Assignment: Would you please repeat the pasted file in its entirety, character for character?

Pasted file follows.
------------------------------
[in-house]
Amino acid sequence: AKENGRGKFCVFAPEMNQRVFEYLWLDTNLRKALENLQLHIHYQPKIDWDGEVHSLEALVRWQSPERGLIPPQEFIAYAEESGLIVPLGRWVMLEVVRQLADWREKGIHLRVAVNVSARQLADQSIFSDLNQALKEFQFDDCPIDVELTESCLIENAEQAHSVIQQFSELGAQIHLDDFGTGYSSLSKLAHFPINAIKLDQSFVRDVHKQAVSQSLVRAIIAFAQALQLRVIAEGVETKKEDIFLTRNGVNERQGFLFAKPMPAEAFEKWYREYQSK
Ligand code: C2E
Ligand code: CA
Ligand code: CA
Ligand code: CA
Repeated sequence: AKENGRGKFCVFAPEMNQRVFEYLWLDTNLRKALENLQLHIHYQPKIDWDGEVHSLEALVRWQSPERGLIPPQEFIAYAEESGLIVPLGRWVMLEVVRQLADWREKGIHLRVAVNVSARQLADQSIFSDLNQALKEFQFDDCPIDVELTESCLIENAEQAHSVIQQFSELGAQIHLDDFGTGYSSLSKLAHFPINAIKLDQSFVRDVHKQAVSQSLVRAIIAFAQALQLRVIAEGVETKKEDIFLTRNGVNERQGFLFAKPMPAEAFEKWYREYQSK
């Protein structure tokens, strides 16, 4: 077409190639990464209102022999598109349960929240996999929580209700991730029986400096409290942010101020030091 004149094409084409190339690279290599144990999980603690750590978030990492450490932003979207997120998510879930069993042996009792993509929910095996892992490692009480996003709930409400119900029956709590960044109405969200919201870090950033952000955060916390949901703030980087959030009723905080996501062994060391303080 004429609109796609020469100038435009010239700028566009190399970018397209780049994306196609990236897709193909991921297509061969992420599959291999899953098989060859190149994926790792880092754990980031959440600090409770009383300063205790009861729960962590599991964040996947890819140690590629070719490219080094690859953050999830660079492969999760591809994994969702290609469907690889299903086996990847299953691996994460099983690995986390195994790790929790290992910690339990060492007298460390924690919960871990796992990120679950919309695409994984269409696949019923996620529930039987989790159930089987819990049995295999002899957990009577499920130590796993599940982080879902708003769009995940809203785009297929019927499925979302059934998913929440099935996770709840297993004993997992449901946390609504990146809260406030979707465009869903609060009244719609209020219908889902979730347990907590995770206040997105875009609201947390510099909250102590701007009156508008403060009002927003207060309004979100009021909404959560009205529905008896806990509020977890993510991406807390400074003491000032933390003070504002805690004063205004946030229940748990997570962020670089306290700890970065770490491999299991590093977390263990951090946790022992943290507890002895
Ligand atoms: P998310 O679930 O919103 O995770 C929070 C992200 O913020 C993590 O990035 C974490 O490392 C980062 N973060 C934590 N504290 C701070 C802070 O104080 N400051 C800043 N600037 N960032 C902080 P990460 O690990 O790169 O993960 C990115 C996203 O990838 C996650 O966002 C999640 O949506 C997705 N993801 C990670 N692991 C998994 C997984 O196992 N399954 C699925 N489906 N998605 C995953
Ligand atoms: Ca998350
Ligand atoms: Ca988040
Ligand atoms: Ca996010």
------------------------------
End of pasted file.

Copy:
[in-house]
Amino acid sequence: AKENGRGKFCVFAPEMNQRVFEYLWLDTNLRKALENLQLHIHYQPKIDWDGEVHSLEALVRWQSPERGLIPPQEFIAYAEESGLIVPLGRWVMLEVVRQLADWREKGIHLRVAVNVSARQLADQSIFSDLNQALKEFQFDDCPIDVELTESCLIENAEQAHSVIQQFSELGAQIHLDDFGTGYSSLSKLAHFPINAIKLDQSFVRDVHKQAVSQSLVRAIIAFAQALQLRVIAEGVETKKEDIFLTRNGVNERQGFLFAKPMPAEAFEKWYREYQSK
Ligand code: C2E
Ligand code: CA
Ligand code: CA
Ligand code: CA
Repeated sequence: AKENGRGKFCVFAPEMNQRVFEYLWLDTNLRKALENLQLHIHYQPKIDWDGEVHSLEALVRWQSPERGLIPPQEFIAYAEESGLIVPLGRWVMLEVVRQLADWREKGIHLRVAVNVSARQLADQSIFSDLNQALKEFQFDDCPIDVELTESCLIENAEQAHSVIQQFSELGAQIHLDDFGTGYSSLSKLAHFPINAIKLDQSFVRDVHKQAVSQSLVRAIIAFAQALQLRVIAEGVETKKEDIFLTRNGVNERQGFLFAKPMPAEAFEKWYREYQSK
């Protein structure tokens, strides 16, 4: 077409190639990464209102022999598109349960929240996999929580209700991730029986400096409290942010101020030091 004149094409084409190339690279290599144990999980603690750590978030990492450490932003979207997120998510879930069993042996009792993509929910095996892992490692009480996003709930409400119900029956709590960044109405969200919201870090950033952000955060916390949901703030980087959030009723905080996501062994060391303080 004429609109796609020469100038435009010239700028566009190399970018397209780049994306196609990236897709193909991921297509061969992420599959291999899953098989060859190149994926790792880092754990980031959440600090409770009383300063205790009861729960962590599991964040996947890819140690590629070719490219080094690859953050999830660079492969999760591809994994969702290609469907690889299903086996990847299953691996994460099983690995986390195994790790929790290992910690339990060492007298460390924690919960871990796992990120679950919309695409994984269409696949019923996620529930039987989790159930089987819990049995295999002899957990009577499920130590796993599940982080879902708003769009995940809203785009297929019927499925979302059934998913929440099935996770709840297993004993997992449901946390609504990146809260406030979707465009869903609060009244719609209020219908889902979730347990907590995770206040997105875009609201947390510099909250102590701007009156508008403060009002927003207060309004979100009021909404959560009205529905008896806990509020977890993510991406807390400074003491000032933390003070504002805690004063205004946030229940748990997570962020670089306290700890970065770490491999299991590093977390263990951090946790022992943290507890002895
Ligand atoms: P998310 O679930 O919103 O995770 C929070 C992200 O913020 C993590 O990035 C974490 O490392 C980062 N973060 C934590 N504290 C701070 C802070 O104080 N400051 C800043 N600037 N960032 C902080 P990460 O690990 O790169 O993960 C990115 C996203 O990838 C996650 O966002 C999640 O949506 C997705 N993801 C990670 N692991 C998994 C997984 O196992 N399954 C699925 N489906 N998605 C995953
Ligand atoms: Ca998350
Ligand atoms: Ca988040
Ligand atoms: Ca996010």